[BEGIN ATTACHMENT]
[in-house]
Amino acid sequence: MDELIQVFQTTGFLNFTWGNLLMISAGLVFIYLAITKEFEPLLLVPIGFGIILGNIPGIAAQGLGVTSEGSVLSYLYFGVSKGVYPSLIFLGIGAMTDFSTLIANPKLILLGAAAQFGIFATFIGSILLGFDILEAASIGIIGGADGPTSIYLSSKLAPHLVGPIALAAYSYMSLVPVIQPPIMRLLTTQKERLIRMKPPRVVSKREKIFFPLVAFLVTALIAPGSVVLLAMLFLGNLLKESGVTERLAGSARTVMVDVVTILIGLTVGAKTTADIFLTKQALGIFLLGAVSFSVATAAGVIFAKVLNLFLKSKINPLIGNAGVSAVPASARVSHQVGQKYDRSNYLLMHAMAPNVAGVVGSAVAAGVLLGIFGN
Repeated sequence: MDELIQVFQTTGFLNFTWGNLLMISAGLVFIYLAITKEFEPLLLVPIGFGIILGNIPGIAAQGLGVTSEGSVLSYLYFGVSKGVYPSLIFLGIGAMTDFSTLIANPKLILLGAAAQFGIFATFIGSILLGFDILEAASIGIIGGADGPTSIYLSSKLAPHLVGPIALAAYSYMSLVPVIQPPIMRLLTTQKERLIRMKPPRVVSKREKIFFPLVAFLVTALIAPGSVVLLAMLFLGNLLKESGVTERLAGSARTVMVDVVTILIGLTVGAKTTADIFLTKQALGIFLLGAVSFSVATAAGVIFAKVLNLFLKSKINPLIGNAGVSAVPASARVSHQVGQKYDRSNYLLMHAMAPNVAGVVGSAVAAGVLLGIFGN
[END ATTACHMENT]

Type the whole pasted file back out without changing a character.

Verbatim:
[in-house]
Amino acid sequence: MDELIQVFQTTGFLNFTWGNLLMISAGLVFIYLAITKEFEPLLLVPIGFGIILGNIPGIAAQGLGVTSEGSVLSYLYFGVSKGVYPSLIFLGIGAMTDFSTLIANPKLILLGAAAQFGIFATFIGSILLGFDILEAASIGIIGGADGPTSIYLSSKLAPHLVGPIALAAYSYMSLVPVIQPPIMRLLTTQKERLIRMKPPRVVSKREKIFFPLVAFLVTALIAPGSVVLLAMLFLGNLLKESGVTERLAGSARTVMVDVVTILIGLTVGAKTTADIFLTKQALGIFLLGAVSFSVATAAGVIFAKVLNLFLKSKINPLIGNAGVSAVPASARVSHQVGQKYDRSNYLLMHAMAPNVAGVVGSAVAAGVLLGIFGN
Repeated sequence: MDELIQVFQTTGFLNFTWGNLLMISAGLVFIYLAITKEFEPLLLVPIGFGIILGNIPGIAAQGLGVTSEGSVLSYLYFGVSKGVYPSLIFLGIGAMTDFSTLIANPKLILLGAAAQFGIFATFIGSILLGFDILEAASIGIIGGADGPTSIYLSSKLAPHLVGPIALAAYSYMSLVPVIQPPIMRLLTTQKERLIRMKPPRVVSKREKIFFPLVAFLVTALIAPGSVVLLAMLFLGNLLKESGVTERLAGSARTVMVDVVTILIGLTVGAKTTADIFLTKQALGIFLLGAVSFSVATAAGVIFAKVLNLFLKSKINPLIGNAGVSAVPASARVSHQVGQKYDRSNYLLMHAMAPNVAGVVGSAVAAGVLLGIFGN